Mayo Clinic experts comment on child respiratory illnesses
Published 9:45 am Friday, September 19, 2014
ROCHESTER — With the recent news about a large number of children affected by respiratory illnesses in the central U.S., Mayo Clinic Children’s Center pediatrician Phil Fischer and pediatric infectious diseases specialist W. Charles Huskins share information about these illnesses, what parents should look for and how to prevent them from spreading.
Huskins explained that, based on a report from the Centers for Disease Control and Prevention on Sept. 8, it appears that infections in Missouri and Illinois are due to a previously known, but relatively uncommon enterovirus, called enterovirus D68.
Fischer explained that parents and clinicians be aware of the symptoms, such as fever, runny nose, sneezing, coughing, rash and aches. For mildly ill children, parents can use “at home” remedies, such as fluids and over-the-counter cold treatments as needed. But parents should monitor their children closely and seek care, as they would usually, if their child appears to have more than a minor illness, especially if the child has difficulty breathing or a history of asthma or another chronic condition affecting the heart or lungs.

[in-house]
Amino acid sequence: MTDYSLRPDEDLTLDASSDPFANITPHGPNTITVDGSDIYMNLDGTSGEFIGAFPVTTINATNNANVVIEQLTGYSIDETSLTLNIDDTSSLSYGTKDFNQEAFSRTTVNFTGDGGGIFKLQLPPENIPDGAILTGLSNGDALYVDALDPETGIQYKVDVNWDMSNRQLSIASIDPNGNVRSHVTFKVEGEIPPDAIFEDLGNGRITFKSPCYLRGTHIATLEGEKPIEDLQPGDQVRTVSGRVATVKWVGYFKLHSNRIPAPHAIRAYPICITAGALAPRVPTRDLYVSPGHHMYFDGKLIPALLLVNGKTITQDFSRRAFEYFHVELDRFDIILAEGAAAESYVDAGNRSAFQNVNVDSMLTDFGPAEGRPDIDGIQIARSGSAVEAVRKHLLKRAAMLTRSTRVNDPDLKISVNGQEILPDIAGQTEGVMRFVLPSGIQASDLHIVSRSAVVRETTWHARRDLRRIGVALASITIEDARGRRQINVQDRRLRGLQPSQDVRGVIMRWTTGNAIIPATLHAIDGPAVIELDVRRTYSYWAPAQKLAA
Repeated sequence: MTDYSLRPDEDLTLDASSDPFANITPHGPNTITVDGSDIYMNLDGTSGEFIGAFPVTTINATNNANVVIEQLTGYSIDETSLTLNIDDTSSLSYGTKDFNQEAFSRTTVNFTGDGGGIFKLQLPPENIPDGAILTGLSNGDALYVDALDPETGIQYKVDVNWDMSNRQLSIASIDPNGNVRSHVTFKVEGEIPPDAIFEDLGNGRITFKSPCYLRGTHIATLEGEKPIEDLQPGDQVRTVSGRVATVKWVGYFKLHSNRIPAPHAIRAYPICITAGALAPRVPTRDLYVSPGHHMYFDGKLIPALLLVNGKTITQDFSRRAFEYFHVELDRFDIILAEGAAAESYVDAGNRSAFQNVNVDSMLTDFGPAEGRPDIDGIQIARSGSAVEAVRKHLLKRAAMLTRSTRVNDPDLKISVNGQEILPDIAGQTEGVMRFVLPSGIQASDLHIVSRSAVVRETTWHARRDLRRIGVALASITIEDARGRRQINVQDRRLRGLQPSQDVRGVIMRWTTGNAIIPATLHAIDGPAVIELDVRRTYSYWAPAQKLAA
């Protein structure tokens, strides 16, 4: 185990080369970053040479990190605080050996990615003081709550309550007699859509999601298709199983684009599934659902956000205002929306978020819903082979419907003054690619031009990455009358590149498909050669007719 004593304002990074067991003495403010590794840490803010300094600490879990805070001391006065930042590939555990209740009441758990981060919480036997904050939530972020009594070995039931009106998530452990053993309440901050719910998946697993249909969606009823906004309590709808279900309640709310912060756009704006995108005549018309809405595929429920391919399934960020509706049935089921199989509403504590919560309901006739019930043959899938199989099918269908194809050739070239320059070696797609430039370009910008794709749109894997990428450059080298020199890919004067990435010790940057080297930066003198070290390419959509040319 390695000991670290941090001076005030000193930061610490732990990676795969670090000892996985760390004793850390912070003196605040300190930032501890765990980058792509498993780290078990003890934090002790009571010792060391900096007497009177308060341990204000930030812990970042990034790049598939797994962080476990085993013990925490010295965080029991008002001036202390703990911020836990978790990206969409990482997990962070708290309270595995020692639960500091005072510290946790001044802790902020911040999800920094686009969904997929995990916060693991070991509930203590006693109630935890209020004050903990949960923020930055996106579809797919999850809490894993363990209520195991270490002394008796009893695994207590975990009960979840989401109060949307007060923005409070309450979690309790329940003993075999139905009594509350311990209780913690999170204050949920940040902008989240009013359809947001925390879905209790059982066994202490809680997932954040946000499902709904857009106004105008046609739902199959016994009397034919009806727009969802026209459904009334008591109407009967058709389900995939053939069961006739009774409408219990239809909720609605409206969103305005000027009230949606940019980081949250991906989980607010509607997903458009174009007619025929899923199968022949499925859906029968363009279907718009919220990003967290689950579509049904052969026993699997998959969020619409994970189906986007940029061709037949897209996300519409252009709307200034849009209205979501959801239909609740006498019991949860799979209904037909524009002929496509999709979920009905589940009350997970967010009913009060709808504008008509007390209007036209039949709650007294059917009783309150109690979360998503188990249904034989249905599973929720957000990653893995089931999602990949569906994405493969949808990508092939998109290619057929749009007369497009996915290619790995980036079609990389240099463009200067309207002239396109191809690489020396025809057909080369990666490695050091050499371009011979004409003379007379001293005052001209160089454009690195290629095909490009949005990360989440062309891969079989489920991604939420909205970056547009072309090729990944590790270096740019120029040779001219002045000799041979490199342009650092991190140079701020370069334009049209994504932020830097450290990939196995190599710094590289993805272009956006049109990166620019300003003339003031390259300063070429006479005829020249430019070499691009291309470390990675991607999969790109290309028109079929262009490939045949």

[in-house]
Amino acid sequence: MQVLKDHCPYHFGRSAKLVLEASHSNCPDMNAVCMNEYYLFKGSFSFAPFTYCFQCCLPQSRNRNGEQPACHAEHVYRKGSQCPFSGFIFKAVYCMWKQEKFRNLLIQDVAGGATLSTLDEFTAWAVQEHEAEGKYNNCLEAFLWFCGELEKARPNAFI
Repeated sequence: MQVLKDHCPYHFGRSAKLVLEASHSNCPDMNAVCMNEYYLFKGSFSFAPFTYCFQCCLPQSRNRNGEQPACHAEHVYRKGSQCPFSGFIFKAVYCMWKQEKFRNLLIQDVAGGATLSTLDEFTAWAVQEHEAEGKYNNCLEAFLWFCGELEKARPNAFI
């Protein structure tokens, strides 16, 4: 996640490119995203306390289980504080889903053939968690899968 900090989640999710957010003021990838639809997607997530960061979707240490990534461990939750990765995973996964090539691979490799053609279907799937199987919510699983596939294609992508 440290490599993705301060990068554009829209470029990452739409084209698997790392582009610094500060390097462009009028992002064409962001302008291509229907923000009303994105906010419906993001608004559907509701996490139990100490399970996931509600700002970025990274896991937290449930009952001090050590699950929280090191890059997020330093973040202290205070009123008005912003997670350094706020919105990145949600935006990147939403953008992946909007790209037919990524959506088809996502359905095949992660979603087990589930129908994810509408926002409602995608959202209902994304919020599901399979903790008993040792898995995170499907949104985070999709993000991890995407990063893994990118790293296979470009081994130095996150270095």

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Huskins said that no vaccine or anti-virus medicine exists for enterovirus infection, but supportive treatments, such as fluids, breathing treatments and oxygen, help hospitalized children recover. Dr. Fischer recommended avoiding contact with ill persons. Children who are ill should cover their coughs or sneezes, wash their hands frequently after handling tissues and stay home until they feel better and avoid contact with other children.